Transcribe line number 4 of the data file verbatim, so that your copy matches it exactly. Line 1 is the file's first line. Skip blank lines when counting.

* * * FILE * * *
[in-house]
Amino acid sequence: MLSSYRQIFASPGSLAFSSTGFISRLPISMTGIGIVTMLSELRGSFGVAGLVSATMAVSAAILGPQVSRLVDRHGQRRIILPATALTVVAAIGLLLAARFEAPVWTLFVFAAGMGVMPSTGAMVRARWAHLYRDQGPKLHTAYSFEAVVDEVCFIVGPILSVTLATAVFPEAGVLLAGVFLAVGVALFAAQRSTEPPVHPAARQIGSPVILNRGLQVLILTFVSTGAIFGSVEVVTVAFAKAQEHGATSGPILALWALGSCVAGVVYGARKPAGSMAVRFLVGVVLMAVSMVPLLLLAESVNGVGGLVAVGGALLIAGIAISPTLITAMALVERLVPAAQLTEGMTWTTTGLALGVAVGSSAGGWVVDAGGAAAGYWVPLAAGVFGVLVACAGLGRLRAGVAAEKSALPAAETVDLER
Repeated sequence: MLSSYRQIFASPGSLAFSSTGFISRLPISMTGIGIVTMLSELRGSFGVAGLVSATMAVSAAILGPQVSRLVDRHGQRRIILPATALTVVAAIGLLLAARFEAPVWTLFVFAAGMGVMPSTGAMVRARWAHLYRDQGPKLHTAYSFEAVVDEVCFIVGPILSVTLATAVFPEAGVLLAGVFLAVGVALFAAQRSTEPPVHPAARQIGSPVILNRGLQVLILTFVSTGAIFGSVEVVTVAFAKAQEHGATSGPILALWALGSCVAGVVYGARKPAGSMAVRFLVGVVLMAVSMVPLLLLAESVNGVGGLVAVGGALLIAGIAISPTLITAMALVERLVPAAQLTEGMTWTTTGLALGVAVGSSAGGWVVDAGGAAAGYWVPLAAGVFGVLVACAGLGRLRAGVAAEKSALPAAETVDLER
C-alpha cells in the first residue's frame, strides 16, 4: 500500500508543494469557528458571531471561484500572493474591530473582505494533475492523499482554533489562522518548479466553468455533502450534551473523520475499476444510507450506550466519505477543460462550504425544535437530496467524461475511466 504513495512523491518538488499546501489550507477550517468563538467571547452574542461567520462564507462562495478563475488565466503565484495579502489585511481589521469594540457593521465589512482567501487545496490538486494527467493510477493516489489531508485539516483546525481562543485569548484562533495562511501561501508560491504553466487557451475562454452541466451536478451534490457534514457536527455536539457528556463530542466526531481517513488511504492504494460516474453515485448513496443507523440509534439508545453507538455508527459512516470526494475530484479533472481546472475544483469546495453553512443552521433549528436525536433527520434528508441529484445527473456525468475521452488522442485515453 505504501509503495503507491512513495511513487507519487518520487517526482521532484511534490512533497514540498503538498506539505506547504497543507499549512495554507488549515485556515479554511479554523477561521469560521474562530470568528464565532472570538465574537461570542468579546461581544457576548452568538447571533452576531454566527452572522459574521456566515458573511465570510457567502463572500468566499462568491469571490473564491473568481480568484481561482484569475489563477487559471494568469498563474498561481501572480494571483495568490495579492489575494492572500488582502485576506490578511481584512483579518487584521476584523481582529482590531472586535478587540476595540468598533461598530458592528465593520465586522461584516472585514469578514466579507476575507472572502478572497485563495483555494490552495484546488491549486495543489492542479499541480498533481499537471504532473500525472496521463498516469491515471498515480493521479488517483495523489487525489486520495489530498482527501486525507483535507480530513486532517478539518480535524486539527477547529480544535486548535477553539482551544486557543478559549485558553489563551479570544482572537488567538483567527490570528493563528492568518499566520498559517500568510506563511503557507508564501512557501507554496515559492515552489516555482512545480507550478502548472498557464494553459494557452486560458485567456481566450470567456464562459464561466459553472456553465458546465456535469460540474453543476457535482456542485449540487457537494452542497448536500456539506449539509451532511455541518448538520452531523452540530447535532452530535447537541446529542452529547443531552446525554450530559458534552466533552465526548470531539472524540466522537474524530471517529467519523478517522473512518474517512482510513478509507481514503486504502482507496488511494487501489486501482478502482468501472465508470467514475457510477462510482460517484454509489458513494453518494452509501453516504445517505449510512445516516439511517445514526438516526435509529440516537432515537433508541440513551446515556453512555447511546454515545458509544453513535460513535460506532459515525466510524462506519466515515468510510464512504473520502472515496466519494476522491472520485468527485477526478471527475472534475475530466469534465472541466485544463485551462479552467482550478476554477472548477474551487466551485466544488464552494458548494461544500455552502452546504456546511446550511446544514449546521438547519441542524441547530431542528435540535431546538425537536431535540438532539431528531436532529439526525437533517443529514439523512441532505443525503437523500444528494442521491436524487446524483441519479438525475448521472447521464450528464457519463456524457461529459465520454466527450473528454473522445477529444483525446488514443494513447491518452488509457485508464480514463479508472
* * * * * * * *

C-alpha cells in the first residue's frame, strides 16, 4: 500500500508543494469557528458571531471561484500572493474591530473582505494533475492523499482554533489562522518548479466553468455533502450534551473523520475499476444510507450506550466519505477543460462550504425544535437530496467524461475511466 504513495512523491518538488499546501489550507477550517468563538467571547452574542461567520462564507462562495478563475488565466503565484495579502489585511481589521469594540457593521465589512482567501487545496490538486494527467493510477493516489489531508485539516483546525481562543485569548484562533495562511501561501508560491504553466487557451475562454452541466451536478451534490457534514457536527455536539457528556463530542466526531481517513488511504492504494460516474453515485448513496443507523440509534439508545453507538455508527459512516470526494475530484479533472481546472475544483469546495453553512443552521433549528436525536433527520434528508441529484445527473456525468475521452488522442485515453 505504501509503495503507491512513495511513487507519487518520487517526482521532484511534490512533497514540498503538498506539505506547504497543507499549512495554507488549515485556515479554511479554523477561521469560521474562530470568528464565532472570538465574537461570542468579546461581544457576548452568538447571533452576531454566527452572522459574521456566515458573511465570510457567502463572500468566499462568491469571490473564491473568481480568484481561482484569475489563477487559471494568469498563474498561481501572480494571483495568490495579492489575494492572500488582502485576506490578511481584512483579518487584521476584523481582529482590531472586535478587540476595540468598533461598530458592528465593520465586522461584516472585514469578514466579507476575507472572502478572497485563495483555494490552495484546488491549486495543489492542479499541480498533481499537471504532473500525472496521463498516469491515471498515480493521479488517483495523489487525489486520495489530498482527501486525507483535507480530513486532517478539518480535524486539527477547529480544535486548535477553539482551544486557543478559549485558553489563551479570544482572537488567538483567527490570528493563528492568518499566520498559517500568510506563511503557507508564501512557501507554496515559492515552489516555482512545480507550478502548472498557464494553459494557452486560458485567456481566450470567456464562459464561466459553472456553465458546465456535469460540474453543476457535482456542485449540487457537494452542497448536500456539506449539509451532511455541518448538520452531523452540530447535532452530535447537541446529542452529547443531552446525554450530559458534552466533552465526548470531539472524540466522537474524530471517529467519523478517522473512518474517512482510513478509507481514503486504502482507496488511494487501489486501482478502482468501472465508470467514475457510477462510482460517484454509489458513494453518494452509501453516504445517505449510512445516516439511517445514526438516526435509529440516537432515537433508541440513551446515556453512555447511546454515545458509544453513535460513535460506532459515525466510524462506519466515515468510510464512504473520502472515496466519494476522491472520485468527485477526478471527475472534475475530466469534465472541466485544463485551462479552467482550478476554477472548477474551487466551485466544488464552494458548494461544500455552502452546504456546511446550511446544514449546521438547519441542524441547530431542528435540535431546538425537536431535540438532539431528531436532529439526525437533517443529514439523512441532505443525503437523500444528494442521491436524487446524483441519479438525475448521472447521464450528464457519463456524457461529459465520454466527450473528454473522445477529444483525446488514443494513447491518452488509457485508464480514463479508472